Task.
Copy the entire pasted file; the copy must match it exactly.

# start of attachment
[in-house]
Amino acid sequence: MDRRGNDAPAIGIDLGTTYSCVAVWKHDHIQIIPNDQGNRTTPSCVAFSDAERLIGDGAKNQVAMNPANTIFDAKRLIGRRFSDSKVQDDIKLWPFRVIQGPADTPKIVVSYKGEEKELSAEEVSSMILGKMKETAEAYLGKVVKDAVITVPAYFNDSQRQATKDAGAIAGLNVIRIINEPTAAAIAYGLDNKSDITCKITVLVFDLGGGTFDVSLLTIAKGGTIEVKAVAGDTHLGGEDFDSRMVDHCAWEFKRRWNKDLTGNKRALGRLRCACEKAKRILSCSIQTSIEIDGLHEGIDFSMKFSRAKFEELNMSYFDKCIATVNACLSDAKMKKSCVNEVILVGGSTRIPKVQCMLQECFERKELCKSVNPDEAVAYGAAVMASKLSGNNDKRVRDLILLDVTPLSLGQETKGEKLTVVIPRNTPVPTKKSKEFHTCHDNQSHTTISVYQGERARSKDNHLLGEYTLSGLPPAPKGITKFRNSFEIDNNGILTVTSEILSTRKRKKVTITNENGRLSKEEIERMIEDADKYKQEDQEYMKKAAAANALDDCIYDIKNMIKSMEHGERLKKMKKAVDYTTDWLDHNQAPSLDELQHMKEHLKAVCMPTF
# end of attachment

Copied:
[in-house]
Amino acid sequence: MDRRGNDAPAIGIDLGTTYSCVAVWKHDHIQIIPNDQGNRTTPSCVAFSDAERLIGDGAKNQVAMNPANTIFDAKRLIGRRFSDSKVQDDIKLWPFRVIQGPADTPKIVVSYKGEEKELSAEEVSSMILGKMKETAEAYLGKVVKDAVITVPAYFNDSQRQATKDAGAIAGLNVIRIINEPTAAAIAYGLDNKSDITCKITVLVFDLGGGTFDVSLLTIAKGGTIEVKAVAGDTHLGGEDFDSRMVDHCAWEFKRRWNKDLTGNKRALGRLRCACEKAKRILSCSIQTSIEIDGLHEGIDFSMKFSRAKFEELNMSYFDKCIATVNACLSDAKMKKSCVNEVILVGGSTRIPKVQCMLQECFERKELCKSVNPDEAVAYGAAVMASKLSGNNDKRVRDLILLDVTPLSLGQETKGEKLTVVIPRNTPVPTKKSKEFHTCHDNQSHTTISVYQGERARSKDNHLLGEYTLSGLPPAPKGITKFRNSFEIDNNGILTVTSEILSTRKRKKVTITNENGRLSKEEIERMIEDADKYKQEDQEYMKKAAAANALDDCIYDIKNMIKSMEHGERLKKMKKAVDYTTDWLDHNQAPSLDELQHMKEHLKAVCMPTF